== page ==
Proclaiming the need for a "comprehensive transformation" of the Army to carry out a growing variety of missions, the Army's top commander yesterday pinned his hopes on futuristic technologies that might not exist for another decade.

In a "vision statement" meant to resolve a long-standing debate over what land forces should look like in the post-Cold War era, Gen. Eric K. Shinseki, the Army chief of staff, depicted a force driving a new generation of light but lethal wheeled vehicles and soldiers carrying highly computerized communications and surveillance gear.

While the new equipment is being developed, Shinseki said the Army will design brigade-sized forces--about 5,000 soldiers--to handle peacekeeping missions and other operations that fall short of all-out war. Troops will be shifted from administrative and support duties to make up for shortfalls in combat units, and the Army's unwieldy logistics system will be streamlined, he said.

On becoming the top uniformed officer last June, Shinseki promised to resolve a debate over the shape of the Army that dates back more than 20 years but has gained urgency with the end of the Cold War and the prevalence of missions such as those underway in Bosnia and Kosovo. Those operations involve peacekeeping and humanitarian assistance in a potentially hostile environment, and Shinseki acknowledged that the Army's heavy armored divisions are too cumbersome to be deployed quickly and that its light divisions, such as the airborne, lack the punch to sustain a significant fight.

Several previous service chiefs have grappled with the same dilemma and produced proposals that never were fully implemented.

Shinseki's speech yesterday to the annual meeting of the Association of the United States Army, a booster group of current and retired Army personnel and representatives of defense industries, was portrayed by Army officials as the unveiling of the latest long-term plan for the redesign of U.S. land forces.

He promised to erase the distinction between heavy and light forces and instead produce units that can conduct the "full spectrum" of operations from set-piece battles to refugee assistance. "With the right technological solutions, we intend to transform the Army--all components--into a standard design," Shinseki said.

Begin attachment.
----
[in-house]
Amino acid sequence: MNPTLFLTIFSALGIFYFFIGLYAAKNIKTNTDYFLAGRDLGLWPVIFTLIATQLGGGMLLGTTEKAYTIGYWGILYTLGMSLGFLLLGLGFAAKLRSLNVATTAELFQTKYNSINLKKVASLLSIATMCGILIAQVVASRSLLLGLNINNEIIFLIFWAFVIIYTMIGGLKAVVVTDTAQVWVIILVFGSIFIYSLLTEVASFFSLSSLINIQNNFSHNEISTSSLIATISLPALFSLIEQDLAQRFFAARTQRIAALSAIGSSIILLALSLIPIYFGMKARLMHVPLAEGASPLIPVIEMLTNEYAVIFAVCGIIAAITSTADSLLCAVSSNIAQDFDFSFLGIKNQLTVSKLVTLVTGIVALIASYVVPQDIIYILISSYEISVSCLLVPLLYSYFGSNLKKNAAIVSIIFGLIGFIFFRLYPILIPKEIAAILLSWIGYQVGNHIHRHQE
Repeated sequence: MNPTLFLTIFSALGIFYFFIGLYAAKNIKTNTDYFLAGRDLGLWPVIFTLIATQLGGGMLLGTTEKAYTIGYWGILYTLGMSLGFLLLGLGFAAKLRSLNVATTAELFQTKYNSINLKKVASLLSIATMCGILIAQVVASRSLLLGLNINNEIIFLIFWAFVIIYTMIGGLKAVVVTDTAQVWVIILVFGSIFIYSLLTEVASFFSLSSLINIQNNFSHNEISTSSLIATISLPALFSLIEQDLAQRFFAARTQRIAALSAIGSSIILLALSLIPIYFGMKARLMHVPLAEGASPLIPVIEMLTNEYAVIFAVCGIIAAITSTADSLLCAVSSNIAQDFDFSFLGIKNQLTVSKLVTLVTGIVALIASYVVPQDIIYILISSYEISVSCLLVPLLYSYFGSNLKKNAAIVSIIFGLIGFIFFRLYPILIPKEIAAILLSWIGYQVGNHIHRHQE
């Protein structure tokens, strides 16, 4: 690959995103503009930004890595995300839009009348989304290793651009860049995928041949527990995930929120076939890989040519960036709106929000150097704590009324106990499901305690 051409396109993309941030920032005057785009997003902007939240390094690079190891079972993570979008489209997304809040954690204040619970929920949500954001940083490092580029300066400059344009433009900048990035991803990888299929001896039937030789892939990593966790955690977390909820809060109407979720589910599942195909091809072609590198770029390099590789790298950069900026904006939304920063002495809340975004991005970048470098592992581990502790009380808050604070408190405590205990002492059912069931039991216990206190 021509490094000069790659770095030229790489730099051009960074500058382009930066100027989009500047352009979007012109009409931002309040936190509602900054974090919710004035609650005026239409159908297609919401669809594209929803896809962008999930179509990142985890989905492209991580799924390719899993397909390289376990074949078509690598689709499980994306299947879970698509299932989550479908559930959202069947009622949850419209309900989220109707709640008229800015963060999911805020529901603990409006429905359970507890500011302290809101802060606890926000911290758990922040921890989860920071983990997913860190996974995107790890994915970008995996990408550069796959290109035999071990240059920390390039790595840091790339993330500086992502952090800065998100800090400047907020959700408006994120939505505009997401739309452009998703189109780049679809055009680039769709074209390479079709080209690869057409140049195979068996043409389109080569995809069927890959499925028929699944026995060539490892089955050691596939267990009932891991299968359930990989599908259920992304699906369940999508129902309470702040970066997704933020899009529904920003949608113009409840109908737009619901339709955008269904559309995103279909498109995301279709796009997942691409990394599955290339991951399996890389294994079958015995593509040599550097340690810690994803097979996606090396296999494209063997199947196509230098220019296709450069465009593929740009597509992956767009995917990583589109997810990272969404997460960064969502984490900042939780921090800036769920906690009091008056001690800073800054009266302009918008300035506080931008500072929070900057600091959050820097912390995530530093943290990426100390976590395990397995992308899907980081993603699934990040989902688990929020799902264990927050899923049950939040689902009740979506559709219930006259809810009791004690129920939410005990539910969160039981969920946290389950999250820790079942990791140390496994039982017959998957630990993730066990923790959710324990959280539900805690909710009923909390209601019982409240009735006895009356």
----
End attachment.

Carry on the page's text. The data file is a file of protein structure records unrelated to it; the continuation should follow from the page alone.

Shinseki did not provide any cost estimates or time lines for the achievement of his aims. When asked for specifics at a news conference that followed the speech, Shinseki repeatedly responded that the plans had not been fully developed and that "everything is on the table."

Defense industry and Army scientists have predicted that the technology to equip this fast-moving, highly versatile force might not be available until the year 2010, Shinseki said, adding that he has asked whether development can be accelerated. Key factors include new metals and plastics to construct smaller, lighter vehicles that will run on wheels to replace tanks and other tracked vehicles.

"Can we in time, go to an all-wheel vehicle fleet where even the follow-on to today's armored vehicles can come in at 50 to 70 percent less tonnage?" Shinseki asked. "I think the answer is yes, and we're going to ask the questions and then go where the answers are."

While waiting for new vehicles to replace the Army's current war horse, the 70-ton M-1 Abrams tank, most Army units will remain unchanged. Two brigades, one heavy and one light, at Fort Lewis, Wash., will be the guinea pigs for the new concept. They will get equipment now in production but not necessarily in the Army inventory, such as small armored patrol vehicles now common in European armies, and will begin developing the tactics and organizational design that can be applied to larger units, Army officials said.

CAPTION: Army Chief Eric Shinseki, right, tours Tuzla air base in Bosnia last winter with Joint Chiefs of Staff Chairman Henry H. Shelton.